By Kent Danjanovich

With spring upon us and summer just around the corner, if you haven’t hit the water yet, it’s time to head out to your favorite fishing hole. But, wait just a minute! What kind of shape is your fishing gear in after a long winter of non-use? A few hours’ worth of preparation now could mean more success and less unexpected headaches on the water.

First let’s take a look at the big stuff – your rods and reels. Just like anything else in life, periodical maintenance is a must. Rods can develop weak spots and their “eyes” can become rough, with the results weakened and frayed line that will soon result in a malfunction at the worst moment during your outing. Reels can become “gummed up” and lines brittle.

Many of todays fishing rods are almost indestructible and even if they are not, warranties are a wonderful thing. Every spring, before I even think of heading out on my first fishing trip, I go through all of my rods, both spin cast and fly, to make sure they are in good shape. I check my eyelets for rough spots, seats for wear and wraps for weak threads. One thing that I have learned over the years, is to carry a couple of spare eye’s, especially tips, just in case of an emergency.

Reels require a little bit more attention. Water, dirt and grime, not to mention salt (a subject all in itself), all contribute to mechanical problems. Each off-season you should thoroughly go through your reels to remove the build-up of grime and gunk, ending in fresh grease on the gears and a little WD-40 everywhere else. And a little side note for those of you that are not too mechanically inclined, you can even box up your reel, if you purchased a quality one and send it back to the manufacturer for reconditioning in some cases. I know many fishing guides from around the country that send in their reels every year after their season ends for refurbishment.

Now let’s talk about some new line. I remember when I was young, you didn’t replace your fishing line until there was hardly any left on your reel. Now that I do this for a living, I have figured out just how important your line is to your success. Monofilament and fluorocarbon both have memories and with use, develop weak spots. Also, heat and cold play a factor in the deterioration of your lines, so at least yearly replacement is a must. There are a lot of line companies out there and the cheapest priced usually are that for a reason. I recommend taking your newly reconditioned reels in to your local Sportsman’s Warehouse and asking their experts to fill your spools with good line to the recommended capacities.

As for fly lines, run them through a cleaning cloth complete with a good line cleaner. As you do this, look for any imperfections in the lines coating and wind knots. Now’s a good time to replace your leaders as well.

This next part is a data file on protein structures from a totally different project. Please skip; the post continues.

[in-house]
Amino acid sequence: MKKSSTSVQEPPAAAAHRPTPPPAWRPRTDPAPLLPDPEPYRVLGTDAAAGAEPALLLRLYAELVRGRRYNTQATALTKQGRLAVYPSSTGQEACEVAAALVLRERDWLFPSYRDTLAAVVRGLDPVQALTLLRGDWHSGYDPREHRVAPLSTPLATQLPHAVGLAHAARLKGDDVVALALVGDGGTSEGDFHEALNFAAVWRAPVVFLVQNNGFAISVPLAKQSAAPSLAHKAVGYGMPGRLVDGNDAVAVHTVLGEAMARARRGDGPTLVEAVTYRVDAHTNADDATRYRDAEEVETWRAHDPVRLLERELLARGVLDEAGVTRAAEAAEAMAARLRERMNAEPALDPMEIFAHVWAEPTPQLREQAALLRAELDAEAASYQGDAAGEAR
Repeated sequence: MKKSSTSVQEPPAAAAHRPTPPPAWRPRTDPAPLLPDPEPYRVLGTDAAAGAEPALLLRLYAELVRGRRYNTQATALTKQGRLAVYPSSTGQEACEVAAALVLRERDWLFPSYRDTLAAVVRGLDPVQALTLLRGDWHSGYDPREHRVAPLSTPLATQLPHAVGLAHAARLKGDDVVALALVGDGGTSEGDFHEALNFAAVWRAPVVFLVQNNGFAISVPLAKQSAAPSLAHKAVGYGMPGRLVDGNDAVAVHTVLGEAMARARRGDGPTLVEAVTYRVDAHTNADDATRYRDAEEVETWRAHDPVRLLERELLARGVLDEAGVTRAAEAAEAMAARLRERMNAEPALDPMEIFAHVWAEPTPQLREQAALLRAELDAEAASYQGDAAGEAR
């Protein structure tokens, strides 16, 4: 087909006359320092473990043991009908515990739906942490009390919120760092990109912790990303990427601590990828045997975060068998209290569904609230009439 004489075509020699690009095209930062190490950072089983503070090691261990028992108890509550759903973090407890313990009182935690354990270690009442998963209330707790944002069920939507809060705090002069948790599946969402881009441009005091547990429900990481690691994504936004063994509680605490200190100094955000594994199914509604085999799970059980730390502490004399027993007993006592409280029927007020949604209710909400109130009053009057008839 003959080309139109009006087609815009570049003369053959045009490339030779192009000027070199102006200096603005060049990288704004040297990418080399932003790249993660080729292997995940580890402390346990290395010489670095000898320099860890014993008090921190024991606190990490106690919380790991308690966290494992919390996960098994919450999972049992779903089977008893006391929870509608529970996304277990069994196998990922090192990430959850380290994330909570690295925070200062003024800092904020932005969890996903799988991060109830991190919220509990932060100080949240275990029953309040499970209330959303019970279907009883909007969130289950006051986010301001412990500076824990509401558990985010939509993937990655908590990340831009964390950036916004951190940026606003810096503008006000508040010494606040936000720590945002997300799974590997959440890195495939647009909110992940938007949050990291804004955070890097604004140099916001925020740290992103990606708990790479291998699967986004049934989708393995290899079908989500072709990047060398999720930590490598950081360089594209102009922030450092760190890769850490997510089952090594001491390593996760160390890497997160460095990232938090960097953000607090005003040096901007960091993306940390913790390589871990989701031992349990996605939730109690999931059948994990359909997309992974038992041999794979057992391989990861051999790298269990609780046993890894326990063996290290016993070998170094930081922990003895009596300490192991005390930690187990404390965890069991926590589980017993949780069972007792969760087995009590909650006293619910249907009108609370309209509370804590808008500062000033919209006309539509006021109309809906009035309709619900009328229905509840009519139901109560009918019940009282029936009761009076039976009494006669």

Everybody’s tackle box is a little different, but the essentials are pretty much the same. Give your tackle box a good go-through, then a good wash job. If you like to throw hardware, a little soap and water will go a long way on your favorite lures. You can even touch-up many with a permanent marker or your wife’s nail polish. Do you have a go-to lure that just doesn’t retrieve the way it used to? Check their wire eyelets as they may be bent out of line. They can be fixed in most cases by using a pair of needle-nosed pliers to straighten them back into perfect working order.

Next, take a look at your hooks to see if they need to be replaces or sharpened. Take a hone, sharpening stone or small file and sharpen them, so to give “Mr. Big” a little extra sting on your next trip.

Check your fly box for much of the same. If the hook is rusted, I usually throw the fly away. If the tail on my bunny leech has hardened, its time has come as well. Action in the water is of utmost importance when fly fishing, so make sure you are using your flies in the way they are supposed to be presented.

If you use waders, check them out for wear. Remember, on a couple of your last trips of the year, your socks were a little wet at the end of the day? Now’s a good time to check for possible leaks and if you find a small one or two, you can save yourself a few bucks by doing a little patch job. Also, check your wading shoes for missing eyelets and worn laces. And I never thought that I would say this, but if you are still using felt soles, even if you fish in states that still accept them, think about buying a new pair of rubber soled ones. They have come a long way and I do think it helps on the invasive species being spread from water to water.

Well, as mentioned in the beginning, a little preventive maintenance will go a long way in making your next great outdoor adventure a special one. Don’t let your equipment deteriorate to the point that you have to go out and purchase new, just because you didn’t take the time to preserve what you have! A little time and preparation will make your life a lot better on the water.